And if you see a cichlid constantly fawning over a rock or other inclined surface, it’s once again a telltale sign that it’s a male. This is because only a male red zebra cichlid is tasked with cleaning the spawning site.
And the female will actively search for a suitable place to deposit her eggs.
Due to sexual dimorphism, males and females in red zebra cichlids sport different colors, and none of them is red. Instead, the most commonly occurring coloration is deep blue in females and reddish-orange in males.
However, there are several variations and color morphs. These color morphs occur naturally and are different from the standard coloration of the species. But don’t confuse it for another species or subspecies.
For instance, there could be red-orange or blotched females and vice versa. Likewise, morphed males found in the Minos Reef have pinkish-white bodies with shades of blue in the fins.
Blotched males (a mix of red/orange and blue) are known as marmalade cats and are extremely rare.
Actually, the early exporters of the aquarium trade bred red females with morphed males to create the strain for orange-red males. So over time, orange-red males became the most commonly found variant.
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How Do Red Zebra Cichlids Mate?
Unlike red devil cichlids, red zebra cichlids don’t mate for life. Thus, you shouldn’t try to establish breeding pairs. Also, there’s no one particular mating season. The breeding process starts with the male wooing the female, and in no way is it chivalrous.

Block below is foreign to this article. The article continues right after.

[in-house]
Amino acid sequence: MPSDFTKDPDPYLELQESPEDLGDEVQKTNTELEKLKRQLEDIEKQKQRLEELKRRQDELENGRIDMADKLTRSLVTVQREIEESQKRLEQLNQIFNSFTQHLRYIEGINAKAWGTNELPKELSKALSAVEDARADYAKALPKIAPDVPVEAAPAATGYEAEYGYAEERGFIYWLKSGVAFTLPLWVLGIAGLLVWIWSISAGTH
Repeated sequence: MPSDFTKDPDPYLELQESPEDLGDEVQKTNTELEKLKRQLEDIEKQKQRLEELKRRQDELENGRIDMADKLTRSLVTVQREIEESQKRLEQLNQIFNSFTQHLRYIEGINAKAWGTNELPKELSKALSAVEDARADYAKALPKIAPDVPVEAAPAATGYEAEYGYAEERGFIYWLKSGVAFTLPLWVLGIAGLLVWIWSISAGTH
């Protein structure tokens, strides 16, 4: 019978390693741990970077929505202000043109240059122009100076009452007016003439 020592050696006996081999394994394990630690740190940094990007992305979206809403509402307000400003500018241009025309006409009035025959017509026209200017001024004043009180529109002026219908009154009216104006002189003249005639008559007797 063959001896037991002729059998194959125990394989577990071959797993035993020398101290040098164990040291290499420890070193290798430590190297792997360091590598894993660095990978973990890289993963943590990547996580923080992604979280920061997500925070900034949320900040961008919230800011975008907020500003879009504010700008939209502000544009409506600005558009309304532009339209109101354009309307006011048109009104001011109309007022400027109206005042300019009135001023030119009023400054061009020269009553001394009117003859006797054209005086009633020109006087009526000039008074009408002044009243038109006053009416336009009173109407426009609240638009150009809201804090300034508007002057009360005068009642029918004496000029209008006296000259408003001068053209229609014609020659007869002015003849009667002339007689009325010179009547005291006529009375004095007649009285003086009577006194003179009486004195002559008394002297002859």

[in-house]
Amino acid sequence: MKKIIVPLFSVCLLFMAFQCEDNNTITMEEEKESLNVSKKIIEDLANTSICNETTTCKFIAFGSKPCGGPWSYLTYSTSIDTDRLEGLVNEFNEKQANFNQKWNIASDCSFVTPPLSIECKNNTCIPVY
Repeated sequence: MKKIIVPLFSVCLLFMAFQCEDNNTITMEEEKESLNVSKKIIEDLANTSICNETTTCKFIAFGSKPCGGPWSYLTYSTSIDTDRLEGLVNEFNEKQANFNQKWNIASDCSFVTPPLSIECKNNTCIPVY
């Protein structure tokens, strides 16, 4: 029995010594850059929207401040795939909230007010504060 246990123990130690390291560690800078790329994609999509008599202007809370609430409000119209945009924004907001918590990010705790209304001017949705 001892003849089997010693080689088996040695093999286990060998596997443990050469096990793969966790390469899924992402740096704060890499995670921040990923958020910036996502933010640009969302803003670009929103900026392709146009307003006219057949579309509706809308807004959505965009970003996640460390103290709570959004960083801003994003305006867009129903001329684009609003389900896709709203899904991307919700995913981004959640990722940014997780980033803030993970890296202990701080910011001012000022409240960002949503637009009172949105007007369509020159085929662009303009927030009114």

The typical courtship behavior includes jaw locking, fin displays, chasing, and nipping.
The female will lay her eggs on a flat surface or in a hideout like a cave at the bottom of the tank. She can lay up to 60 eggs at a time. She will then gently scoop and fit all the eggs inside the mouth before the male fertilizes them in her mouth.
Here’s the interesting bit. The egg spots on males play a pivotal role in fertilizing the eggs and the continuity of the species. It’s believed that the female confuses the spots on the anal fins for her eggs and goes to retrieve them. The male seizes the moment and releases sperm into her mouth – fertilizing the eggs.
Once again, unlike red devil cichlids and other South American cichlids, red zebras don’t raise the fry together. Instead, they go separate ways, and only the female is tasked with taking care of the hatchlings.
The eggs usually take around 10 days to hatch. However, the female will keep the fry in her mouth for another 15 days before releasing them.
Watch this fascinating video of a female red zebra cichlid releasing her fry:
Final Words: Is My Red Zebra Cichlid Male Or Female?
So, although sexual dimorphism isn’t too obvious with red zebra cichlids, males and females are usually different colors.
There are several color morphs and anomalies that exist. Still, the most commonly occurring colors are deep blue for females and reddish-orange for males.
Other noticeable differences are their size, behavior, number of egg spots, and shape of the anal fins.